Archive for October, 2014
I’ll be showing my Lissagraph II drawing machine.
Come by and say hello.
Yea,the word your trying to remember is Spirograph… its not that, but kind of like that only motorized and huge.
Otherwise, just like that. It’s resemblance to any mouse-like cartoon character is purely caused by design constraints driven by gravity.
(Scroll down below the picture to read some design details.)
The Lissagraph Construction Details
By Craig Newswanger
The X and Y cranks are driven through toothed belt drives with a 5:1 ratio. The large turntable for the paper uses a direct friction drive with a rubber drive roller attached to the stepper motor. The friction drive method was chosen for the large turntable to avoid backlash effects that would be visible in the drawings. The turntable is a disk of 1/2” MDF that was cut with a router with a long compass arm.
The drive ratio with the 1 1/2” drive and the 48” diameter disk is roughly 32:1. I carefully calibrated each motor in the software to compensate for the imprecise turntable ratio and differences in the motor drive clock crystals.
There is a single idler roller opposite the motor that supports the turntable and three hard rubber casters on the back. The 20 degree tilt on the machine insures that the turntable disk is stable and rotates freely. The friction drive roller and idler were purchased from McMaster Carr.
Gravity is very dependable! You can quote me on that!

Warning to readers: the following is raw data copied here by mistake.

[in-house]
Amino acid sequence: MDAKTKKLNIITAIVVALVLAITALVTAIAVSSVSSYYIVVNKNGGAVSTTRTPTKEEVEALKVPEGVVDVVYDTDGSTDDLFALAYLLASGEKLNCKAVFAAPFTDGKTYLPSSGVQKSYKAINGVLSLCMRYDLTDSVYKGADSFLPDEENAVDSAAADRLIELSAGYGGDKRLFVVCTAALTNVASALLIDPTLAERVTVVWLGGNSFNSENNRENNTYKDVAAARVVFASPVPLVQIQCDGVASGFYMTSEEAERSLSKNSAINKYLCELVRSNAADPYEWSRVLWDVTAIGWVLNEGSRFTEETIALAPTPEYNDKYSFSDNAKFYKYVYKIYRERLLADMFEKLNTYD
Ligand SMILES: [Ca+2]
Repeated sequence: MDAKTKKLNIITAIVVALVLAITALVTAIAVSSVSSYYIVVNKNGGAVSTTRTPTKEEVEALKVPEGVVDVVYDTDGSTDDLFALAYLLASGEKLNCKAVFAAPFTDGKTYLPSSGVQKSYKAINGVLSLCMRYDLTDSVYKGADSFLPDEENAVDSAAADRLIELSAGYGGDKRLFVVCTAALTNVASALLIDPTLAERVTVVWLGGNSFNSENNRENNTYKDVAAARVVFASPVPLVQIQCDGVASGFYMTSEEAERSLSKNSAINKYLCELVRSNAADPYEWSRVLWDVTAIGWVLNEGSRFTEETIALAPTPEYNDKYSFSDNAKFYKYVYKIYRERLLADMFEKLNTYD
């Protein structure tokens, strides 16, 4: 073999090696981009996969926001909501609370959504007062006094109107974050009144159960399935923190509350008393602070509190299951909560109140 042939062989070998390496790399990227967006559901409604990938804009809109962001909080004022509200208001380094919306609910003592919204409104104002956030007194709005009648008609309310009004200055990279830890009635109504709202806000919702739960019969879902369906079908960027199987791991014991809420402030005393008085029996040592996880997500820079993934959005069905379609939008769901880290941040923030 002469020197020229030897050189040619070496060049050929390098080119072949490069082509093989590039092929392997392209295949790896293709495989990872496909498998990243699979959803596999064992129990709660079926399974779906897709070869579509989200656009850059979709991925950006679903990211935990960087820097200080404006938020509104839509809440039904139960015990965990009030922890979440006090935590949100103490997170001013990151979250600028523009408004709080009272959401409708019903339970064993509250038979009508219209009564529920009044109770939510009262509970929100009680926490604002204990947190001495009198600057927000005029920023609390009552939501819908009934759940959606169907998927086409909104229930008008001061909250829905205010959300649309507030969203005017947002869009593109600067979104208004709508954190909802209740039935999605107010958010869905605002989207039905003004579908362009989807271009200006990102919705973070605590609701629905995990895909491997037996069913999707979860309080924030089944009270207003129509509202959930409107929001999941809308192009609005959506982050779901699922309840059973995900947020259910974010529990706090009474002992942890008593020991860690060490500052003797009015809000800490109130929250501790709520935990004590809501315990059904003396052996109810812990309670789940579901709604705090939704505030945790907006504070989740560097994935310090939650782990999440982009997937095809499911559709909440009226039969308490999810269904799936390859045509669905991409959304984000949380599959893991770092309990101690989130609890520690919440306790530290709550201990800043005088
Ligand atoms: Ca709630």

Motors and Controllers
The drive motors for the X and Y cranks are M062-FD8103 made by Superior Electric. I purchased them from Surplus Sales of Nebraska. The larger motor driving the turntable is a Nema 34 motor. I bought that from a friend. The controllers are Mforce drives, made by Schneider Electric
I used two Micro-drives for the x and y motors and a Power-drive controller for the larger motor.
The communications to the motors is through RS-422 serial link.
I use a usb to RS -422 adapter from Digikey # 768-1044-ND
My original code for the drawing machines were created in PureData, a data-flow language usually used for audio synthesis. I then wrote new code using Processing and G4P user interface tools. The software really only sends speed commands and Go and Stop commands to the motors. While the machine is drawing the computer is idle.
Speed Ratios and Sensitivity to Initial Conditions
I have been experimenting with this sort of pattern drawing in various forms for many years. I have learned what works to make interesting patterns. People ask if I know what a pattern will look like before I run a particular setting. I have a good idea of the type of image that I will get but there are often surprises that arise from small differences in the starting conditions.
One could refine the hardware so that starting states and phases could be precisely controlled but I’m not sure that would be as fun.
I have also not been interested in pre-visualizing the results using the computer. It is more interesting to see the pattern develop gradually. Observing the machine work is captivating to most people.
Although controlled digitally, the machine can be seen as an analog computer whose output is a direct graphical plot of the algorithm on a piece of paper.